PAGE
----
GRID: Minnesota utilities are pursuing renewable energy projects near former fossil fuel plants where they can more easily connect to the transmission system and avoid long interconnection delays. (Energy News Network)

• North Dakota can continue to seek reimbursement from the federal government for millions of dollars spent policing Dakota Access pipeline protests, a federal judge rules. (Associated Press)
• Line 5 pipeline protesters were alone and unencumbered for at least an hour at an emergency valve site in eastern Michigan because of a law enforcement delay. (Detroit News)

• State regulators say an environmental impact statement isn’t necessary for a planned 300 MW solar and 165 MW battery storage project in southern Wisconsin. (News & Independent)
• A developer secures financing for a 149 MW solar project in Michigan that will produce power for Consumers Energy and DTE Energy. (PV Magazine)

• A 100% federal clean energy target by 2035 could spur up to $94 billion annually in clean energy investments to build nearly 1,000 gigawatts of wind and solar, according to an analysis. (S&P Global)
• Some Ohio farmers oppose a county’s plan to increase restrictions on wind and solar development: “We don’t want our rights restricted as to what we can use our land for.” (WOSU)

• University of Michigan researchers seek to take the principles of cow digestion to make anaerobic digesters run more efficiently and to accept more feedstocks. (Centered)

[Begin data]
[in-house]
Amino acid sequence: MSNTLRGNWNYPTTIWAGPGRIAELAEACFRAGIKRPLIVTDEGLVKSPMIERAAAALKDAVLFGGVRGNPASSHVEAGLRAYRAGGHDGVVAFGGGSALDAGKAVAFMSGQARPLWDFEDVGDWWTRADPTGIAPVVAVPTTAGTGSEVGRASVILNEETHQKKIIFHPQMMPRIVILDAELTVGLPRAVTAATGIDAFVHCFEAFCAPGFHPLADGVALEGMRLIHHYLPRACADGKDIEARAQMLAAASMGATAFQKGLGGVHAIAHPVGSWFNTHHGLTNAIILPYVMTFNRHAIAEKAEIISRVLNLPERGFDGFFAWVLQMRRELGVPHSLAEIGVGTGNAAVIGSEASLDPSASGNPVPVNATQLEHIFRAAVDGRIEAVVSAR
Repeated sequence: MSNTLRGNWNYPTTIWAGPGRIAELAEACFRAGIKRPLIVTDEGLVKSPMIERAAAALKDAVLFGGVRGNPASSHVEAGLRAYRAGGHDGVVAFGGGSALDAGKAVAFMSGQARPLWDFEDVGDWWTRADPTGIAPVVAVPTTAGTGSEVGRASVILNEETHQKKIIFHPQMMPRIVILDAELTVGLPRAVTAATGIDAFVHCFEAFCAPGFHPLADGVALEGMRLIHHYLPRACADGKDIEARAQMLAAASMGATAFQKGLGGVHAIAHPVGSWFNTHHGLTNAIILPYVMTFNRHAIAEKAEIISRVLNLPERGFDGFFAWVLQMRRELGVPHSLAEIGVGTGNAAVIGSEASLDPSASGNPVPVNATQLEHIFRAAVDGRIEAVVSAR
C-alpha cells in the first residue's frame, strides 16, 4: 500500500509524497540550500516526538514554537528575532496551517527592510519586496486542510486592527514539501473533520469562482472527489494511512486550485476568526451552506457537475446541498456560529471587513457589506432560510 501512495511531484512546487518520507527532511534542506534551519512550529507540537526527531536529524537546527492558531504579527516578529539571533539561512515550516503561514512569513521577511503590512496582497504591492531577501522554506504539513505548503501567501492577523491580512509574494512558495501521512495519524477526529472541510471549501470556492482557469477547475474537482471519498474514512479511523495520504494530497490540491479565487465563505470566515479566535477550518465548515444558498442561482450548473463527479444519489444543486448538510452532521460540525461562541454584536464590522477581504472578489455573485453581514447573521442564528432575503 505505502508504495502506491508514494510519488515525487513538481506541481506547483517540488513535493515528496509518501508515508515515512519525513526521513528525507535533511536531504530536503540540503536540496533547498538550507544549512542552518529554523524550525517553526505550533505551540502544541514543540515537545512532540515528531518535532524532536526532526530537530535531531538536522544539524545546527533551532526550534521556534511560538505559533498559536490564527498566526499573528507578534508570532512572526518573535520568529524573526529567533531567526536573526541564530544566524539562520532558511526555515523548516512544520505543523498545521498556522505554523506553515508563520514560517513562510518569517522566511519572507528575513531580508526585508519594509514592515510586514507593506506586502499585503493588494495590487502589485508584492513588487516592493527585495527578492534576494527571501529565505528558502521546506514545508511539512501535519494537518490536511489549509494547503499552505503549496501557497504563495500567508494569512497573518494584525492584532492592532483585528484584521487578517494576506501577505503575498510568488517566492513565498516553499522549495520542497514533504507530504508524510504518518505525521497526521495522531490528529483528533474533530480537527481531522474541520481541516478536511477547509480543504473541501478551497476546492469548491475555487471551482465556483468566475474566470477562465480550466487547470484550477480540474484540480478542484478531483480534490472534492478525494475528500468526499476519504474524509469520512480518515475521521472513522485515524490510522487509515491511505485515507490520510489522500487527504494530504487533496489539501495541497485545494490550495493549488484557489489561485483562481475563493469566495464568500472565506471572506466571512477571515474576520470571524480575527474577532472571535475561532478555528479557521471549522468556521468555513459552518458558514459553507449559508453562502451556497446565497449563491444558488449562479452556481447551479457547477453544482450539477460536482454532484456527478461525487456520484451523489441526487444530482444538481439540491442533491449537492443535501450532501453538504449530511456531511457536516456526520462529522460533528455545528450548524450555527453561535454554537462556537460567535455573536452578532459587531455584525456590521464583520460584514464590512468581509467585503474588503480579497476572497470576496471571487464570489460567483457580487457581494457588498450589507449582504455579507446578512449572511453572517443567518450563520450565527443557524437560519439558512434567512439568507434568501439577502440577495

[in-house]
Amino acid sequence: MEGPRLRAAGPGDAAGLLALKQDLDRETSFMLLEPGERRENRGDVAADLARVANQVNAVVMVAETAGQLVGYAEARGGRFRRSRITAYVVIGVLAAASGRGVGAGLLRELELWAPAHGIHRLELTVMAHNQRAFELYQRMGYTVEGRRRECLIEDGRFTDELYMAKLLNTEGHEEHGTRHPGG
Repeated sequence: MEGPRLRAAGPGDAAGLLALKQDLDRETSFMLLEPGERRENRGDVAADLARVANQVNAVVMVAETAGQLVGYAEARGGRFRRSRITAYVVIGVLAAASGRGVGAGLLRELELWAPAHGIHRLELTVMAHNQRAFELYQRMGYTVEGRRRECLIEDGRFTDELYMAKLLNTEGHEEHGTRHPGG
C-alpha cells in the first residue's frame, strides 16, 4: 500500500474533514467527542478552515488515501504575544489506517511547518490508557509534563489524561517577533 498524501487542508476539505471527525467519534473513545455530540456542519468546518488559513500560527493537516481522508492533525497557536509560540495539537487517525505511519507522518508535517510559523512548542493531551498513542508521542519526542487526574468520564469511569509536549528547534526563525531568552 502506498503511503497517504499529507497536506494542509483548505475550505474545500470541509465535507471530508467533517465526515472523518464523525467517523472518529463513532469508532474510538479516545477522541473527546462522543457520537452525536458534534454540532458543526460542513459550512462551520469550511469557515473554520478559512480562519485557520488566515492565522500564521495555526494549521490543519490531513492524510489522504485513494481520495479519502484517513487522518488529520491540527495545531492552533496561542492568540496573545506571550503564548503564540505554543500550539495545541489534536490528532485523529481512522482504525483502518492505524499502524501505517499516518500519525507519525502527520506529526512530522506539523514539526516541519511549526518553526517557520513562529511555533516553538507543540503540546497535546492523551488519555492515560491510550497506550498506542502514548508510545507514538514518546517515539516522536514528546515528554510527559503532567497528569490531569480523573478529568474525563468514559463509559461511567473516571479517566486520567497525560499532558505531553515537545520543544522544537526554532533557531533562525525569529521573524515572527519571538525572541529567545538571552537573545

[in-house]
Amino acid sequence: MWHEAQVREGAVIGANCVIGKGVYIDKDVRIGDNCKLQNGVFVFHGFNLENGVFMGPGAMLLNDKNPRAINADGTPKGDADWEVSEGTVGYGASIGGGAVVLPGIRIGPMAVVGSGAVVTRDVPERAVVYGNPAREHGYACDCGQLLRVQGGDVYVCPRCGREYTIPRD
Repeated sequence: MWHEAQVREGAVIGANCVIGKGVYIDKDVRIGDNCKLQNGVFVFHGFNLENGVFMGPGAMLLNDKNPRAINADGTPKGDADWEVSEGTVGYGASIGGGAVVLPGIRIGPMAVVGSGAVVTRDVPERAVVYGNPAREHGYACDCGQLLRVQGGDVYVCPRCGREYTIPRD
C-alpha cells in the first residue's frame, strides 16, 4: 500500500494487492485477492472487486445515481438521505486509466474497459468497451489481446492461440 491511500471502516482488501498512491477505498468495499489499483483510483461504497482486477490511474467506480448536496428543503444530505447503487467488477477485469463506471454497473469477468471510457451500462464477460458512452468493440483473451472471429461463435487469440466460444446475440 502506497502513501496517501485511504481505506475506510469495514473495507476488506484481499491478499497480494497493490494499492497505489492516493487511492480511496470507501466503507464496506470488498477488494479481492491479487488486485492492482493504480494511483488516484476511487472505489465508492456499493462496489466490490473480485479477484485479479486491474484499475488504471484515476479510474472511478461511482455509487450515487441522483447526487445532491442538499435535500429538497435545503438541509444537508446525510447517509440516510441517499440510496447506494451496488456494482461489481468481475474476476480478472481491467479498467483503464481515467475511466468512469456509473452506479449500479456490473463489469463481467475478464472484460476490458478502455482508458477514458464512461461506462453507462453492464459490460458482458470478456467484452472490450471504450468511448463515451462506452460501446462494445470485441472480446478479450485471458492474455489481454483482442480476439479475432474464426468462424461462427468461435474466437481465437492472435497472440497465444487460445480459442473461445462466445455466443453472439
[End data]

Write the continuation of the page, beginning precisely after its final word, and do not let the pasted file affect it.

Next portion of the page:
• A utility completes a 33-mile pipeline in Ohio to transport landfill gas to a larger pipeline system. (Natural Gas Intelligence)
• The University of Iowa is experimenting with a variety of biomass feedstocks that could produce enough steam to keep campus buildings operating as the school’s power plant transitions from coal. (Daily Iowan)

CLIMATE: Loyola University in Chicago announces plans to divest its financial holdings in fossil fuel companies. (Crain’s Chicago Business)

• Michigan Republicans propose a bill that would allow industrial electric customers to choose their power supplier while requiring most of the generation to be produced in-state. (MiBiz)
• Michigan’s two major utilities plan to increase investments in tree trimming to avoid more widespread outages like those seen this year, but a top Republican lawmaker is encouraging more spending. (Detroit News)

ELECTRIC VEHICLES: Indiana business leaders say the state’s strong auto manufacturing sector and supply chain positions it well for electric vehicle investments. (Inside Indiana Business)

• A Canadian environmental advocate says the country’s move to invoke a 1977 treaty to keep Line 5 open prioritizes the “financial interests of a fossil fuel giant over what’s best for Canadians.” (Toronto Star)
• The Public Utilities Commission of Ohio has needed reforms for years as it “repeatedly rubber stamped questionable rate hikes” for FirstEnergy, long before the utility’s involvement in a scandal to bail out its uneconomic power plants, an editorial board writes. (Toledo Blade)

Andy compiles the Midwest Energy News digest and was a journalism fellow for Midwest Energy News from 2014-2020. He is managing editor of MiBiz in Grand Rapids, Michigan, and was formerly a reporter and editor at City Pulse, Lansing’s alternative newsweekly.